You’ll have to watch retail websites like a hawk and be ready to refresh like mad if you want to get an NVIDIA GeForce RTX 3080 or 3090 before the year ends. According to Tom’s Hardware, NVIDIA CEO Jensen Huang has admitted that demand for the graphics cards will outstrip the company’s supply throughout the year. Demand for both cards have already been through the roof, but NVIDIA expects it to balloon even more now that it’s the holiday shopping season.
Huang said during a press conference for NVIDIA’s GTC conference announcements:
“I believe that demand will outstrip all of our supply through the year. Remember, we're also going into the double-whammy. The double-whammy is the holiday season. Even before the holiday season, we were doing incredibly well, and then you add on top of it the ‘Ampere factor,’ and then you add on top of that the ‘Ampere holiday factor,’ and we're going to have a really really big Q4 season.”
By “Ampere,” the CEO was of course talking about NVIDIA’s Ampere architecture. If you’ll recall, the RTX 3080 is the brand’s first Ampere GPU, promising significant performance improvements around real-time ray tracing. The $699 card’s launch caused quite a huge excitement, so much so that the company’s website crashed and the 3080 sold out almost as soon as it became available. NVIDIA had to apologize for not being prepared to deal with the “unprecedented” demand.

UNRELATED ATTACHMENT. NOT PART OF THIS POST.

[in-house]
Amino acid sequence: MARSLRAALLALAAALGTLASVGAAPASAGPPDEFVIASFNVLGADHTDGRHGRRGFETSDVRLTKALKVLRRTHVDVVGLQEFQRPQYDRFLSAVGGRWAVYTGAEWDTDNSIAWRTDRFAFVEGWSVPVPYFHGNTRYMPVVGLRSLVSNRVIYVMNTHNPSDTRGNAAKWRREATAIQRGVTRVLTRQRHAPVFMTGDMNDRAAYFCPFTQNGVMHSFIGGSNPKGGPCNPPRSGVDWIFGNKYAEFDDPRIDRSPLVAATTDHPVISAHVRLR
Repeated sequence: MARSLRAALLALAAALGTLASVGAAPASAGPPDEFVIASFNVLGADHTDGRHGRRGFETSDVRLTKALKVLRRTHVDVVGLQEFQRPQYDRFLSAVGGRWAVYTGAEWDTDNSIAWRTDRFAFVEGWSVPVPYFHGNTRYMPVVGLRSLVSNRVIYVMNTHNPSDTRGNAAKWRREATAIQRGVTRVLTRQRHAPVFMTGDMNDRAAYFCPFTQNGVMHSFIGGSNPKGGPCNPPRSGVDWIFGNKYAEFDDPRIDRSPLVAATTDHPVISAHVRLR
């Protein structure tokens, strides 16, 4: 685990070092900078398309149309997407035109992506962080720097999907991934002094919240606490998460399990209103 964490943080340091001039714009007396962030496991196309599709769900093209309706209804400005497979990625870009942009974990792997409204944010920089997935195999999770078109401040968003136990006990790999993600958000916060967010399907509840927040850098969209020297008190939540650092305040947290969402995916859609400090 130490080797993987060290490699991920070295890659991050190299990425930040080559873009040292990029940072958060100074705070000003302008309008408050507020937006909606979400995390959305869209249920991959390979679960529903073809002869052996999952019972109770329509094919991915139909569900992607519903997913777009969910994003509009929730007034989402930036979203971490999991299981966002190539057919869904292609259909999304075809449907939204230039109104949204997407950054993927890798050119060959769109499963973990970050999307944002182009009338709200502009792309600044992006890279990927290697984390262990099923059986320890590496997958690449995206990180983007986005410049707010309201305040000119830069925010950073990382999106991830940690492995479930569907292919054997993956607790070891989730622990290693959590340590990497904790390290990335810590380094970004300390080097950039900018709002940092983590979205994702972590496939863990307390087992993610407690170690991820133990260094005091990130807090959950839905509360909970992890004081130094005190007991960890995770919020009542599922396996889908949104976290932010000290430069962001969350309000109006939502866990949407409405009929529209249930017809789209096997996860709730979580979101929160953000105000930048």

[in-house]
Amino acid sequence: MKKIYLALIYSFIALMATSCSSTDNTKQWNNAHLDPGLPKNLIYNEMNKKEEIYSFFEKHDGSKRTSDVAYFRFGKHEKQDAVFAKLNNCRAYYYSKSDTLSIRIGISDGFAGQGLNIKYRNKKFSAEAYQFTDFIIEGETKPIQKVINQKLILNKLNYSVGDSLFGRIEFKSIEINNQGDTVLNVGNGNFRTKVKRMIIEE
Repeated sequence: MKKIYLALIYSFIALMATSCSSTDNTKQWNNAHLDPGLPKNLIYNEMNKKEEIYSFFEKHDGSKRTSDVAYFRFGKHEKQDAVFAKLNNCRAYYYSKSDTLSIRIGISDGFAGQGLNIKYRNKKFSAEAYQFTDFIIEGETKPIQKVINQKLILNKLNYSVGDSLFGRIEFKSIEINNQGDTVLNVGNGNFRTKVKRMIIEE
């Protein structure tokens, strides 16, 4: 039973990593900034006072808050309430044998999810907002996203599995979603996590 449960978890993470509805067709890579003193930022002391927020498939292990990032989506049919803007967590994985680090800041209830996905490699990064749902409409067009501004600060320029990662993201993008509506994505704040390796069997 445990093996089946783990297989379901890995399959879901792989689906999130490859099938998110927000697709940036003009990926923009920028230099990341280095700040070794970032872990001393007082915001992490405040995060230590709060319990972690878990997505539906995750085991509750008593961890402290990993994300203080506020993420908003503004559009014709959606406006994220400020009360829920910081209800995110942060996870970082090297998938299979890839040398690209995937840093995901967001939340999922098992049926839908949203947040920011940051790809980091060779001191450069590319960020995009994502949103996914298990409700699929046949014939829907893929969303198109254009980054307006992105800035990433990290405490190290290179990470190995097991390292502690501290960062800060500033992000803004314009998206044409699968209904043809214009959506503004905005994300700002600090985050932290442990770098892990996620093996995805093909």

The company apologized again before pre-orders for the RTX 3090 even started, knowing that it couldn’t keep up with the demand due to the limited supply it had on launch day. NVIDIA also delayed the $499 RTX 3070’s launch so it could stock up on the card before selling it and to prevent a repeat of the 3080 and 3090 ordering chaos.
During the press conference, Huang clarified that the cards are having a demand issue, not a supply issue. The company promised in the past to work with its manufacturing partners to increase its supply in the coming weeks. He said:
"The 3080 and 3090 have a demand issue, not a supply issue. The demand issue is that it is much much greater than we expected — and we expected really a lot.
Retailers will tell you they haven't seen a phenomenon like this in over a decade of computing. It hearkens back to the old days of Windows 95 and Pentium when people were just out of their minds to buy this stuff. So this is a phenomenon like we've not seen in a long time, and we just weren't prepared for it.
Even if we knew about all the demand, I don't think it's possible to have ramped that fast. We're ramping really, really hard. Yields are great, the product's shipping fantastically, it's just getting sold out instantly. I appreciate it very much, I just don't think there's a real problem to solve. It's a phenomenon to observe. It's just a phenomenon."